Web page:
In 1987 he returned to Barcelona to found La Capella Reial de Catalunya, a vocal ensemble devoted to pre-eighteenth-century music.
In 1989 he founded Le Concert des Nations, an orchestra generally emphasizing Baroque period, but sometimes also Classical and even Romantic music such as, for example, Sinfonía [por] Grande Orquesta by Juan Crisóstomo Arriaga) (1806-1826).
More recently Savall has performed with family members. The family ensemble has included his wife Montserrat Figueras (who died in 2011) and their two children, Arianna and Ferran. Arianna plays the harp and sings, like her mother; Ferran plays the theorbo (bass lute) and sings, not only with his family but also in Barcelona jazz clubs.
Savall's discography includes more than 100 recordings. Originally recording with EMI Classics, and then from 1975 on Michel Bernstein's Astrée label, since 1998 he has recorded on his own label, Alia Vox.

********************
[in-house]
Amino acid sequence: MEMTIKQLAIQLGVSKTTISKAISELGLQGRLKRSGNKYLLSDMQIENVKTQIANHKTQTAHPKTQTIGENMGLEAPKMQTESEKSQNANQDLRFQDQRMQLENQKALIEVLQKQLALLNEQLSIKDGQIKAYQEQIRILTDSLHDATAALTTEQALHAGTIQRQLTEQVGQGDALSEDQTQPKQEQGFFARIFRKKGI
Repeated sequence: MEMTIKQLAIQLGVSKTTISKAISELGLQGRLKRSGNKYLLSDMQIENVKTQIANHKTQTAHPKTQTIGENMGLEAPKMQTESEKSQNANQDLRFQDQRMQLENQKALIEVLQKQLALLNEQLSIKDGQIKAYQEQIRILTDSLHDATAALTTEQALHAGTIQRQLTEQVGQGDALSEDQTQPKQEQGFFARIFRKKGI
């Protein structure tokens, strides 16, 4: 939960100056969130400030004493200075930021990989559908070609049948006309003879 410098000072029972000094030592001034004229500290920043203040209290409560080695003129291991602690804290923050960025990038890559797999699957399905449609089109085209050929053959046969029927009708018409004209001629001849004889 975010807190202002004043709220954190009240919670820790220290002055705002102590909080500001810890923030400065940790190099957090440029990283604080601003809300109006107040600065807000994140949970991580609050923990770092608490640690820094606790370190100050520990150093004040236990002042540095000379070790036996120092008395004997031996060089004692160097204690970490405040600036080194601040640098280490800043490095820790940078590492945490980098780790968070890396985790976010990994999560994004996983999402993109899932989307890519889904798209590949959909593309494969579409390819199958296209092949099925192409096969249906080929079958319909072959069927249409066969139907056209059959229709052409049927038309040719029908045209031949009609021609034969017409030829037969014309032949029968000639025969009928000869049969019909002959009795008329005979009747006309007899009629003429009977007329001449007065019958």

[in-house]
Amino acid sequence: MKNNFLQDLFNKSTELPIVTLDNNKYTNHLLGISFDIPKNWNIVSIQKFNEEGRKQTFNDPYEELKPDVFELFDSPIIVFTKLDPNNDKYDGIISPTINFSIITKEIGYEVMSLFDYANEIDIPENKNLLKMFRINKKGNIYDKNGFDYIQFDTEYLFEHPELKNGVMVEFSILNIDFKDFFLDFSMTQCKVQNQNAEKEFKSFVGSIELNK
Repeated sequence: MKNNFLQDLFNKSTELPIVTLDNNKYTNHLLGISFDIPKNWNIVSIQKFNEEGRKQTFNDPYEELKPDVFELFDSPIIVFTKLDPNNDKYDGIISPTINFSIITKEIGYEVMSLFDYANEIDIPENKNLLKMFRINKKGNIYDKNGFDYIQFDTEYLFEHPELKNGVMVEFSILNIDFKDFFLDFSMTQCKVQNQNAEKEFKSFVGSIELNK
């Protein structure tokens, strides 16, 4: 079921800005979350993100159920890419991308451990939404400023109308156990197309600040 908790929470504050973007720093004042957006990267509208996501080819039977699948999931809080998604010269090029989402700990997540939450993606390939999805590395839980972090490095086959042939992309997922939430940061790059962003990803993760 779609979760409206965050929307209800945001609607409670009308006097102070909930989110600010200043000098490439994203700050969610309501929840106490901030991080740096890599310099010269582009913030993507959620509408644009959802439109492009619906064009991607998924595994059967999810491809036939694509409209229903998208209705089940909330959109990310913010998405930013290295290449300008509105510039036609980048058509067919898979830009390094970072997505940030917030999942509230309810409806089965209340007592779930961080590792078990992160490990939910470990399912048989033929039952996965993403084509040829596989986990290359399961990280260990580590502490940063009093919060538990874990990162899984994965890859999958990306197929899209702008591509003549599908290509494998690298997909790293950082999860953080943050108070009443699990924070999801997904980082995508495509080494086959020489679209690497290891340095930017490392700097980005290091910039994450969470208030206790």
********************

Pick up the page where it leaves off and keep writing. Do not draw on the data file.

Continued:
Personal life and political views
Honours and awards
- 2000 - Premi d'Honor Lluís Carulla for service to Catalan culture or for scientific, cultural or civic works in the Catalan language
- 2006 - Honorary doctorate from the University of Barcelona
- 2008 - Appointed European Union ambassador for intercultural dialogue
- 2008 - Savall and his wife, Montserrat Figueras, were named "Artists for Peace" by UNESCO.
- 2009 - Handel Music Prize from the city of Halle, Germany
- 2009 - National Music Prize from the National Council of Music and Arts of Catalonia
- 2010 - Praetorius Musikpreis Niedersachsen